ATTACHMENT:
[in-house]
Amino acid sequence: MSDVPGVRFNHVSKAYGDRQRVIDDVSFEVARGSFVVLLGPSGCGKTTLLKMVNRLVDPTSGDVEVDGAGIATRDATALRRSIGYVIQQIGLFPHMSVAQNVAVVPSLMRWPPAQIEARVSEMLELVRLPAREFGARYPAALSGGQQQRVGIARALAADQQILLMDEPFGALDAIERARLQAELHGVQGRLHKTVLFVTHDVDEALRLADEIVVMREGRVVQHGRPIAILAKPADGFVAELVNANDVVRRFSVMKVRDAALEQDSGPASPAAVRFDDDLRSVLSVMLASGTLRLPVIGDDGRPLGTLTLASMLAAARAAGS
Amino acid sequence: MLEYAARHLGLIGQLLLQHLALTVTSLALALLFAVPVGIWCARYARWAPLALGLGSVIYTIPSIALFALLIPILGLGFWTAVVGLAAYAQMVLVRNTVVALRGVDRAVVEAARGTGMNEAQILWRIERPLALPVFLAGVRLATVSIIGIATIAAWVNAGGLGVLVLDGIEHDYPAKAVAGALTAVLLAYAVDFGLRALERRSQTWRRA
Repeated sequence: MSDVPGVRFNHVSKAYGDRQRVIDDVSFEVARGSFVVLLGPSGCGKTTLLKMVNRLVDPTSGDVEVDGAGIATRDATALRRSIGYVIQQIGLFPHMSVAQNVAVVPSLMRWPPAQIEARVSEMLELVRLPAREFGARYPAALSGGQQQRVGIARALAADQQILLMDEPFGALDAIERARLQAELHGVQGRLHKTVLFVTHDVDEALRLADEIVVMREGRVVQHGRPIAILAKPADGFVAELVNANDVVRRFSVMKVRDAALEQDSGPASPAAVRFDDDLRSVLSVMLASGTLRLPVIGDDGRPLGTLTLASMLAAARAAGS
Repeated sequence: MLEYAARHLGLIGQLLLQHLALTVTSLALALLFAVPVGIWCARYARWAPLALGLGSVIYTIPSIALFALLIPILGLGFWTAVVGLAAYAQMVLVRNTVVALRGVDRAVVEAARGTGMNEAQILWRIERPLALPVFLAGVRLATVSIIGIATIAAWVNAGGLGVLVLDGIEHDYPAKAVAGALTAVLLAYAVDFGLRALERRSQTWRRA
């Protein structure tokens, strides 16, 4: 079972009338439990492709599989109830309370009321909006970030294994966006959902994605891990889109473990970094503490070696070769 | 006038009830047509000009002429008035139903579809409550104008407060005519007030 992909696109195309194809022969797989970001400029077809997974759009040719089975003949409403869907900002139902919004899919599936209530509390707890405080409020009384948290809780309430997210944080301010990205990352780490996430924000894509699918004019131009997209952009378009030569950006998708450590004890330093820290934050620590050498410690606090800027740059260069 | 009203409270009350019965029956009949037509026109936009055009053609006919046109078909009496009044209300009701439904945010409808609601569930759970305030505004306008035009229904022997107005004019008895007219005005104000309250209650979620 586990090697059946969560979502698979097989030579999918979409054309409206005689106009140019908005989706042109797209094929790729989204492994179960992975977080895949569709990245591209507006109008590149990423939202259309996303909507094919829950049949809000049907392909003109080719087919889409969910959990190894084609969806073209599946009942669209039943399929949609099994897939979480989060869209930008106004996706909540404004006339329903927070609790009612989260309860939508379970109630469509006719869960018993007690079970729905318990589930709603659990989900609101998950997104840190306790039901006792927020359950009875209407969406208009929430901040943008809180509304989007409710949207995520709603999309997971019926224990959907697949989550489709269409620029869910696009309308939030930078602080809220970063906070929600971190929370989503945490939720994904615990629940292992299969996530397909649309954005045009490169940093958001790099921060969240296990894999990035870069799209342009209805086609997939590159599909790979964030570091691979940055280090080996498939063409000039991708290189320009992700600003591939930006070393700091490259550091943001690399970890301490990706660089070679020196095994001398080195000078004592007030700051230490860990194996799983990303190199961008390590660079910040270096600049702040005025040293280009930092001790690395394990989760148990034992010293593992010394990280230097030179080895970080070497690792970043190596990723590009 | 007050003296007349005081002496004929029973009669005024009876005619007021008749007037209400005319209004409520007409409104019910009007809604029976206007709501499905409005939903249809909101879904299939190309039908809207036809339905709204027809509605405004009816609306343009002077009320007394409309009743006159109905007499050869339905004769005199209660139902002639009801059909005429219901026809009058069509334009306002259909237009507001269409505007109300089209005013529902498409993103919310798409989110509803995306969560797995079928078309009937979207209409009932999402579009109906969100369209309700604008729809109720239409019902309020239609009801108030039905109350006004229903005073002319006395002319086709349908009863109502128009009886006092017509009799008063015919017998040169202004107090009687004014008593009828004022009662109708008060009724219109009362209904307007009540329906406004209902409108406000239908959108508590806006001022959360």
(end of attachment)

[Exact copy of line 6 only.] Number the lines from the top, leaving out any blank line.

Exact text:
């Protein structure tokens, strides 16, 4: 079972009338439990492709599989109830309370009321909006970030294994966006959902994605891990889109473990970094503490070696070769 | 006038009830047509000009002429008035139903579809409550104008407060005519007030 992909696109195309194809022969797989970001400029077809997974759009040719089975003949409403869907900002139902919004899919599936209530509390707890405080409020009384948290809780309430997210944080301010990205990352780490996430924000894509699918004019131009997209952009378009030569950006998708450590004890330093820290934050620590050498410690606090800027740059260069 | 009203409270009350019965029956009949037509026109936009055009053609006919046109078909009496009044209300009701439904945010409808609601569930759970305030505004306008035009229904022997107005004019008895007219005005104000309250209650979620 586990090697059946969560979502698979097989030579999918979409054309409206005689106009140019908005989706042109797209094929790729989204492994179960992975977080895949569709990245591209507006109008590149990423939202259309996303909507094919829950049949809000049907392909003109080719087919889409969910959990190894084609969806073209599946009942669209039943399929949609099994897939979480989060869209930008106004996706909540404004006339329903927070609790009612989260309860939508379970109630469509006719869960018993007690079970729905318990589930709603659990989900609101998950997104840190306790039901006792927020359950009875209407969406208009929430901040943008809180509304989007409710949207995520709603999309997971019926224990959907697949989550489709269409620029869910696009309308939030930078602080809220970063906070929600971190929370989503945490939720994904615990629940292992299969996530397909649309954005045009490169940093958001790099921060969240296990894999990035870069799209342009209805086609997939590159599909790979964030570091691979940055280090080996498939063409000039991708290189320009992700600003591939930006070393700091490259550091943001690399970890301490990706660089070679020196095994001398080195000078004592007030700051230490860990194996799983990303190199961008390590660079910040270096600049702040005025040293280009930092001790690395394990989760148990034992010293593992010394990280230097030179080895970080070497690792970043190596990723590009 | 007050003296007349005081002496004929029973009669005024009876005619007021008749007037209400005319209004409520007409409104019910009007809604029976206007709501499905409005939903249809909101879904299939190309039908809207036809339905709204027809509605405004009816609306343009002077009320007394409309009743006159109905007499050869339905004769005199209660139902002639009801059909005429219901026809009058069509334009306002259909237009507001269409505007109300089209005013529902498409993103919310798409989110509803995306969560797995079928078309009937979207209409009932999402579009109906969100369209309700604008729809109720239409019902309020239609009801108030039905109350006004229903005073002319006395002319086709349908009863109502128009009886006092017509009799008063015919017998040169202004107090009687004014008593009828004022009662109708008060009724219109009362209904307007009540329906406004209902409108406000239908959108508590806006001022959360």